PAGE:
Some beers are racked off their Primary Fermentation trub and into a Secondary fermenter for cold conditioning/lagering and clarification. When you brew a BIG beer with a high gravity, the Secondary gives the brew a chance to settle out a lot of the yeast and other stuff that you prefer not to bottle.

But many brewers use the Secondary Fermentation for other processes.

There is a growing trend to "Oak" your brew. Now if you have an oak barrel and know how to cask age your brew in oak, WOW! While I could write volumes on the topic, we're going to keep this article an easy and relatively short/informative read.

At Barley and Vine, we carry a wide variety of oak chips for you to try in your next brew. You can select from lightly toasted, medium toasted, and heavy toasted oak. You also have a choice of American, Hungarian, and French oak chips. Many prefer the Hungarian because of the depth of character. Beers that lend well to the addition of oak include Porter, Stout, and of course, English Ale. The process is pretty simple: start your efforts to oak your brew with 4-6 ounces of your preferred oak. You can sanitize the oak by steaming or soaking the oak chips in Vodka or Whiskey overnight. This also helps bring out the oak character into solution before adding the oak to your brew. If you find the brew needs a bit more oak to suit your taste, add an additional 2-3 ounces in your next batch to develop the recipe that gives your brew an oak character, without becoming overwhelming. Remember, you are the judge on the best oak character for your brew.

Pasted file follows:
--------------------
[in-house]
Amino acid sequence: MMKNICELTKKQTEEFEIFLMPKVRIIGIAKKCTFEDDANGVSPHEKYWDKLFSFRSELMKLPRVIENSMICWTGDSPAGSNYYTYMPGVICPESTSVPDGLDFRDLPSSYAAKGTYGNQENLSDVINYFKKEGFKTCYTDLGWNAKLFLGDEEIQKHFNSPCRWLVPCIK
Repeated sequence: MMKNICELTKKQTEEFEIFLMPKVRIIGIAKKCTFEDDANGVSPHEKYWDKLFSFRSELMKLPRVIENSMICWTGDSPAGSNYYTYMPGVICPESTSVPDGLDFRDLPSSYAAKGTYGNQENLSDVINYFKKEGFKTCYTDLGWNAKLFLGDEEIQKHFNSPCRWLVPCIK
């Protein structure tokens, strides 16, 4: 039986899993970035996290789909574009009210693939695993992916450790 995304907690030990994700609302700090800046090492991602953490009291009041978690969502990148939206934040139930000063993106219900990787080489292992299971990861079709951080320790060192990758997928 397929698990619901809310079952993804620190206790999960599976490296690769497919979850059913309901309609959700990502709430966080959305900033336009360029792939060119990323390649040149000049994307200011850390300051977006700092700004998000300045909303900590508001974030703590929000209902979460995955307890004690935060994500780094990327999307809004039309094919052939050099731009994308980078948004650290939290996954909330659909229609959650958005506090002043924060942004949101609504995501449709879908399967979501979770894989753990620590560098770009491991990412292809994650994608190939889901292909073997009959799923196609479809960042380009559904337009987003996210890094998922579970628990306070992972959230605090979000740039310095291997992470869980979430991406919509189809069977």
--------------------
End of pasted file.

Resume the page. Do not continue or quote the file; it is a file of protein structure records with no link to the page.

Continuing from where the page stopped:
Cacao Nibs is another popular addition. We have brewed several brews with Cacao Nibs and find that they impart a deliciously smooth chocolaty character. In our first batch of Chocolate Bock, we used 4 ounces. The chocolate character came in good, but not good enough. The next will have 6 ounces. We also added a few Cacao nibs at bottling. Kinda like "Dry Hopping". The fresh chocolate character was delightful. I found that by keeping the brew fairly simple, the addition of the chocolate complimented the warm malt character of the Bock, (or Porter). A brewer recently asked what kind of brew would do well with the addition of Spearmint. The Chocolate brew came to mind, as did a crisp Berliner Weiss, or possibly a good Belgian Saison.

Dry Hopping is the most favored addition during the Secondary Fermentation and has been the most popular Secondary addition throughout the ages! If you’re kegging your beer, the whole hops and the hop plugs work well. Be sure to place a hop shield on the end of your liquid tube to keep the hop flowers in the keg. If you are racking your brew into your Secondary Fermenter, you may wish to add ½ ounce or more or whole hops or hop pellets to your brew. At this stage of the brewing process, there is enough alcohol in your brew to kill off any nasties that may be on your hops. Actually, hops resist mold and are used as an antiseptic in brewing. If you are using hop pellets, they will dissolve in a few days and impart a wonderfully fresh hoppy aroma to your brew. When it comes time to rack from the secondary to the bottling bucket, the tip on the end of your racking cane will filter out much of the hop flowers. .
Shopify secure badge